Satellite System May Help Improve Future Road
Someday when you drive down a perfectly paved road, you may have a satellite to thank. The satellite is part of a Global Positioning System (GPS) researchers are using in a new way: as an aide to more consistent road paving and better economy on paving jobs. The system is being tested by the UW-Madison College of Engineering's Construction Engineering and Management Program with the help of paving contractors like Payne and Dolan Inc. of Waukesha, Wisconsin.
Every driver can appreciate the goal of better road paving, or as they call it in the business, asphalt laydown. Ever driven on a road that felt like you were traversing a washboard? That's the consequence of poor laydown, says Kurt Bechthold, a vice president at Payne and Dolan and a 1985 graduate of the college's Department of Civil and Environmental Engineering.
"For proper laydown, you need a continuous flow of material and equipment," Bechthold says. "If it's not done evenly, you get poor asphalt density and that's linked with lower longevity of product." It's a tricky business--the idea is to apply the right amount of asphalt and compact it to the appropriate density. The whole process has to occur within a set range of variables for rutting not to occur: If you under-compact, the road has a lower life expectancy. Compact too much and you waste energy, effort and resources.
GPS could add a new layer of confidence in optimizing the laydown process, says Civil and Environmental Engineering Associate Professor Jeffrey S. Russell, director of the Construction Engineering and Management Program. GPS links positionally where the paver and rollers (the compactors) are in the laydown process. "The relationship has to be just right--the correct distance between paver and roller," Russell says.
Before the GPS system could be rolled out for testing, Russell's team (which included graduate students Bob Schmitt, Jack Tserng, Bharath Krishnamurthy, Heejune Lee, and Winston Shr; and Civil and Environmental Engineering Professors Awad S. Hanna and Hussain U. Bahia) had to write the necessary software to take positional information from the paver and roller on the computer reference system. They spent months tweaking the software with engineers from Payne and Dolan and Trimble Navigation Ltd. of Elgin, Illinois (which loaned the project both equipment and technical assistance).
The system was then mounted on a paver and roller and given tests which simulated field conditions. A number of refinements resulted, including providing the GPS feedback via audio means, rather than visual, so the roller operator could keep his eyes firmly on the road. Then in October 1996, the system was successfully used on an actual paving project on County Trunk Road V in East Bristol, Wisconsin.
While better asphalt laydown is important, the GPS project is really a piece of a larger effort to get better, more immediate feedback to improve efficiency on construction projects, says Russell. "Very few productivity studies have been done in this industry, because there tends to be the assumption that 'we already are as productive as we can be.' Real-time productivity measurement will enable managers to look at the whole process and tell them how well they are doing."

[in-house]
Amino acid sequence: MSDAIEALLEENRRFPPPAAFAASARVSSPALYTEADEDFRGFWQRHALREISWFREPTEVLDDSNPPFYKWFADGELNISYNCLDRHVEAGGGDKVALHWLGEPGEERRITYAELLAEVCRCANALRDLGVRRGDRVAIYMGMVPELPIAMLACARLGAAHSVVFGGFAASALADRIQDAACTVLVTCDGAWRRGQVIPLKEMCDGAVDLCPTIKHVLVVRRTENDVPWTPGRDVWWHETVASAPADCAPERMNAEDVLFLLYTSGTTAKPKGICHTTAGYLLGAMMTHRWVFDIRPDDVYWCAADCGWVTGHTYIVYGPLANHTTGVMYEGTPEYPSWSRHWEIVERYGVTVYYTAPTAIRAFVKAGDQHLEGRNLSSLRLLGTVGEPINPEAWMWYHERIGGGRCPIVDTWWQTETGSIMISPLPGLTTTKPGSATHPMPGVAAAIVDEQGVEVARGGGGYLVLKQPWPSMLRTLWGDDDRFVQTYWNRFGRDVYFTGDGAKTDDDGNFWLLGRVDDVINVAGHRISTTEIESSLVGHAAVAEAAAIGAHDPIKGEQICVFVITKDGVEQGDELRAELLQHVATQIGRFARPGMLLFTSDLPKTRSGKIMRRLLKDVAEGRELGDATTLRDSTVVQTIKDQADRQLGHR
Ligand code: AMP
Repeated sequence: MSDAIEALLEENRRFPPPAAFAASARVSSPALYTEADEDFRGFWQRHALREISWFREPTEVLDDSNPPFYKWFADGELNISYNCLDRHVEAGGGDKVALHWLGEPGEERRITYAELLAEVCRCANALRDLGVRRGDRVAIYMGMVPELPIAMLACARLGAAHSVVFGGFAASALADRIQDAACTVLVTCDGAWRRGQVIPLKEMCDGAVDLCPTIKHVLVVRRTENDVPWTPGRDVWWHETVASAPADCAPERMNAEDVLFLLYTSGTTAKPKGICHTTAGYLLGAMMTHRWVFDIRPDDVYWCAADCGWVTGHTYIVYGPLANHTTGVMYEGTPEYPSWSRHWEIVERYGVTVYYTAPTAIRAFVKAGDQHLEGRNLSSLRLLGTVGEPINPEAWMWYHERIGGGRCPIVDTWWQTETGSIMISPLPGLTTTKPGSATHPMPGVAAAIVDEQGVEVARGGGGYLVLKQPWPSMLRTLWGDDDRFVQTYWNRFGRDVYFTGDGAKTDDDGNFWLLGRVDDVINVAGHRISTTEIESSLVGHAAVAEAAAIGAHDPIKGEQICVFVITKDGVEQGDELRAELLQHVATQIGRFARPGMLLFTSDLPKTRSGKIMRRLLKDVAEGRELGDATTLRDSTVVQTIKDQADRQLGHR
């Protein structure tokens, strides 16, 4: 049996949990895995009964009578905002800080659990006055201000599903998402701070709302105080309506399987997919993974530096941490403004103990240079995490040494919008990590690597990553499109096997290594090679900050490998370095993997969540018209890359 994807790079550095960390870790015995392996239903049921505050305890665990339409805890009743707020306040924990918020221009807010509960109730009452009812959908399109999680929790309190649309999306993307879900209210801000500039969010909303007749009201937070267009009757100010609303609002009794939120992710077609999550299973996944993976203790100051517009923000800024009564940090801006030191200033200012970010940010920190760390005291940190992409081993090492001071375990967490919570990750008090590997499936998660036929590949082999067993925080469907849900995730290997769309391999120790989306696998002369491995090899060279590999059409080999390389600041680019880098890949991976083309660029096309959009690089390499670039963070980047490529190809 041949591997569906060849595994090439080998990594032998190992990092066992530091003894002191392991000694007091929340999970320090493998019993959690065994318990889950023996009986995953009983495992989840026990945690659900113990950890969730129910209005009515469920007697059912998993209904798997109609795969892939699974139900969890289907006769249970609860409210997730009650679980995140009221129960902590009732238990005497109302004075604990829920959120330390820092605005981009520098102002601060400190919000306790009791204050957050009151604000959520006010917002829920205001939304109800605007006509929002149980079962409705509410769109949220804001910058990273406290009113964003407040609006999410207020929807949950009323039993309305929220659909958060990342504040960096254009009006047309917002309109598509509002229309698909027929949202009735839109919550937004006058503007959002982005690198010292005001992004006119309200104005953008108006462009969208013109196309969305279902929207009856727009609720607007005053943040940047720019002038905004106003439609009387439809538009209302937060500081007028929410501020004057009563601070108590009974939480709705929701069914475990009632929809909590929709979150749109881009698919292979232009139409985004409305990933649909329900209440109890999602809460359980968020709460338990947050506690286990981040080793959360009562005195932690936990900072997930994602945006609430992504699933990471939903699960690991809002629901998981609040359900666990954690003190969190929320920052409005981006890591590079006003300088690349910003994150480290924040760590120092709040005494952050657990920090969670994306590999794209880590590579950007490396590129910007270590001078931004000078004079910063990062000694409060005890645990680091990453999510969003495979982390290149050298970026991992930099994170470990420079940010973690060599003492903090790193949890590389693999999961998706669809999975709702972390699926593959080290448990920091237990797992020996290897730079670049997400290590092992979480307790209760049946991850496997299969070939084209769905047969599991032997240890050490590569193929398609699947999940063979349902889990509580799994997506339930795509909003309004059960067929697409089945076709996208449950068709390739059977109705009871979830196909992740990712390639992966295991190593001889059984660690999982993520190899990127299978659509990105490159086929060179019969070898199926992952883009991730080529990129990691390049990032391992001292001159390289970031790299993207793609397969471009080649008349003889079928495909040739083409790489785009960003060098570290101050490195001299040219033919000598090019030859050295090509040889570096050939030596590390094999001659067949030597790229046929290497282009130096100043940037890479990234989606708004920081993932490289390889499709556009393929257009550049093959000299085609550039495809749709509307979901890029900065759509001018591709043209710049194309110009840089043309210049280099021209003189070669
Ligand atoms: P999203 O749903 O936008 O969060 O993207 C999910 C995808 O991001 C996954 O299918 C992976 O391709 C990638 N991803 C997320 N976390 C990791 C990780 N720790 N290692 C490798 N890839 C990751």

While the GPS technology--at $100,000 per system--is currently too expensive for wide utilization, Russell is optimistic about its future use. "If the cost of the technology can go down, all trucks, rollers and pavers could be hooked into GPS, which would constantly pull off efficiency data. We can then convert it into a project management system, and I as a manager could get up-to-date information on equipment utilization as well as what level of productivity has been achieved.
"Right now, you don't find out how well you did till the job is done," Russell adds. "In many cases, the feedback loop as to how you are doing today doesn't happen in time to take corrective action. You may have lost the opportunity to make changes."
Involvement with this "blue sky" use of GPS is a logical outgrowth of Payne and Dolan's dedication to advancing new technology--a philosophy that merges well with its UW-Madison partnership. "This project looks at high technology we couldn't attempt to do ourselves," Bechthold says. "We wouldn't have the people to spend the time developing solutions like this. It's invaluable to have the university involved with it from a computer programming and materials standpoint."
The company's commitment to helping develop the asphalt portion of the civil and environmental engineering department benefits people as well as pavement, Bechthold adds, with students working on the research and taking jobs with the company. Payne and Dolan has hired four full-time students over the last five years, and a number of interns. The company has also hired several of the college's minority students as part of a special effort which ties academic performance goals to financial incentives and summer employment. "The value of the UW on its most practical basis is the quality of student that it turns out. Prior to our involvement, students didn't have much knowledge of our product or its production.
"The cooperative relationship and monetary support we provide to the university is in the long term what's best for the industry. We know at a gut level that we're going to help improve the quality of student coming out of the UW. When you think about it, the vast majority of students will probably stay within the state of Wisconsin for their careers--so our partnership affects the quality of our industry and the quality of life here in state."